Here, N is that the number of documents indexed by the search engine. To calculate PMI accurately, we tend to understand N, the amount of documents indexed by the programmer. Though estimating the amount of documents indexed by a search engine

      [11] is a remarkable task itself, it is beyond the scope of this work. In the present work, we tend to set N ¼ 1010 in step with the amount of indexed

      pages reported by Google. As previously mentioned, page counts are mere approximations to actual word co-occurrences within the web. However, it has been shown by trial and error that there exists a high correlation between word counts obtained from a web programmer which from a corpus [12]. Moreover, the approximated page counts have been successfully used to improve a variety of language modelling tasks.

    2. Lexical Pattern Extraction:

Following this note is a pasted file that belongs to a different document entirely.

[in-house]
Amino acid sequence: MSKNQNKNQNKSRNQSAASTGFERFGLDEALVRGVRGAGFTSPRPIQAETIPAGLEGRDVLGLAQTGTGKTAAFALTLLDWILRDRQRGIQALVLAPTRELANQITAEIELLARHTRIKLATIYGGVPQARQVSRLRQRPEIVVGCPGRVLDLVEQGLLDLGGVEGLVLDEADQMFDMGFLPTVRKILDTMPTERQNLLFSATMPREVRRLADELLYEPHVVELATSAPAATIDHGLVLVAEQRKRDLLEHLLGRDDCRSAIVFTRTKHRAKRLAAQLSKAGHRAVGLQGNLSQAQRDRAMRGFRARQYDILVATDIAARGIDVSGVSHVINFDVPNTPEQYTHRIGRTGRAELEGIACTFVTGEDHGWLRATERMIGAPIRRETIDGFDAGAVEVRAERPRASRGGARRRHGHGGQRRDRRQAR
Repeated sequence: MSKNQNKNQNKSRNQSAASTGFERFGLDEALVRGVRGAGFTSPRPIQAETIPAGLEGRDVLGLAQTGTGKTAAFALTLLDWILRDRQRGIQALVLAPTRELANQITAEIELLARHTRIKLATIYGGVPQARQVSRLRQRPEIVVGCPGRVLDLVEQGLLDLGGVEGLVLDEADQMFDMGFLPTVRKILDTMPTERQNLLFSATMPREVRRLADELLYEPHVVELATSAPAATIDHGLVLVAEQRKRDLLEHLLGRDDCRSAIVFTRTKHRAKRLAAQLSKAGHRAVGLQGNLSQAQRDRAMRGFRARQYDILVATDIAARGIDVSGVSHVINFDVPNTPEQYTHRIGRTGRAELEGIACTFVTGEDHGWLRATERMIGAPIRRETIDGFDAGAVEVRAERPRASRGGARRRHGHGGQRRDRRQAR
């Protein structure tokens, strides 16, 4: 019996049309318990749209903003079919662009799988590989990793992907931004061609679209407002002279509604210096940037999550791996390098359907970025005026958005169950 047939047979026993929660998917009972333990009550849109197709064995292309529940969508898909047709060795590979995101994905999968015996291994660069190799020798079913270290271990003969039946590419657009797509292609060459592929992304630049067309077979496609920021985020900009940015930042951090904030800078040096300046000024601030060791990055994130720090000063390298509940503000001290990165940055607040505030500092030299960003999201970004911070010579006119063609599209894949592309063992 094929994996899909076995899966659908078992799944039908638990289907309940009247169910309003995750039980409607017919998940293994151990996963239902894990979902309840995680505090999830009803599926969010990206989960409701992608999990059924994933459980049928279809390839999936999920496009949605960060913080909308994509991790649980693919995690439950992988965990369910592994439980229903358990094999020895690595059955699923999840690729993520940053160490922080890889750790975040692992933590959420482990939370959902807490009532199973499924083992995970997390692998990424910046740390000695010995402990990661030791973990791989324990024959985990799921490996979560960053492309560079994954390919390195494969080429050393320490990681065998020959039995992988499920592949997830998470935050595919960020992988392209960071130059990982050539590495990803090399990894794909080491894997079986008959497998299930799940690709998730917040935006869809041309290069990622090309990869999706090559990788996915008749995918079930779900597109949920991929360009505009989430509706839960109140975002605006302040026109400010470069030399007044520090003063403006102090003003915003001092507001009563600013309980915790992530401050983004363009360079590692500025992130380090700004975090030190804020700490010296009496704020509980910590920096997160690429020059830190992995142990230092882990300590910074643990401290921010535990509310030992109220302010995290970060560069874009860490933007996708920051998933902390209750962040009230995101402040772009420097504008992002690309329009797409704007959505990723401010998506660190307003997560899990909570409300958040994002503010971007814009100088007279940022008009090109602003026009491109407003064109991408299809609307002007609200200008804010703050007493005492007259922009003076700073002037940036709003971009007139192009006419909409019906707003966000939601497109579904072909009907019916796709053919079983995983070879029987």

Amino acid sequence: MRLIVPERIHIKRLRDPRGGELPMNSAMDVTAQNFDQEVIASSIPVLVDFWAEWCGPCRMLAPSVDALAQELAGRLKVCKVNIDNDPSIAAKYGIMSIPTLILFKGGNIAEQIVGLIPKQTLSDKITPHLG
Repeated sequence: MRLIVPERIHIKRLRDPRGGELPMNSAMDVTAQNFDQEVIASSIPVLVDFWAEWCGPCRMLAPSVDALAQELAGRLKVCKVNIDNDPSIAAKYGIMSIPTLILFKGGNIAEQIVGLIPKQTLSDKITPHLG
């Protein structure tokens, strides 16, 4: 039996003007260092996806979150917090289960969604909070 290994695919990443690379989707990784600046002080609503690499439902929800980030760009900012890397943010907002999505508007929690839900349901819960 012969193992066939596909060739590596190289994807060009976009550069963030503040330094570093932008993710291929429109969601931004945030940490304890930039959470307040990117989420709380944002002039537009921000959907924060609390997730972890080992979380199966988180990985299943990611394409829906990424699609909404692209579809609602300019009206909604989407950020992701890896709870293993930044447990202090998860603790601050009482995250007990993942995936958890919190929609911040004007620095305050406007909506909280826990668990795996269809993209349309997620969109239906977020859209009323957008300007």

Page counts-based co-occurrence measures do not take into account the local context during which those words co-occur. This could be problematic if one or each words area unit ambiguous, or once page counts area unit unreliable. On the opposite hand, the snippets came by a search engine for the conjunctive query of two words give helpful clues associated with the linguistics relations that exist between two words. A snipping contains a window of text hand-picked from a document that features the queried words. Snippets area unit helpful for search as a result of, most of the time, a user will browse the snipping and judge whether or not a selected search result is relevant, while not even gap the computer address. Using snippets, contexts are additionally computationally economical as a result of it obviates the necessity to transfer the supply documents from the online, which might be time overwhelming if a document is giant. Here, the phrase could indicate a linguistics relationship between cricket and sport. Several such phrases indicate linguistics relationships. As an example, additionally called, is a, part of, is associate degree example of all indicating linguistics relations of various varieties. Within the example given on top of, words indicating the linguistic relation between cricket and sport seem between the query words. Exchange the query words by variables X and Y, we will type the pattern X could be a Y from the instance given on top of. Despite the potency of using snippets, they cause two main challenges: 1st, a snipping may be a fragmented sentence; second, a search engine would possibly turn out a snipping by choosing multiple text fragments from completely different parts in a very document. As a result of most syntactical or dependency parsers assume complete sentences because the input, deep parsing of snippets produces incorrect results. Consequently, we tend to propose a shallow lexical pattern extraction rule using web snippets, to acknowledge the linguistics relations that exist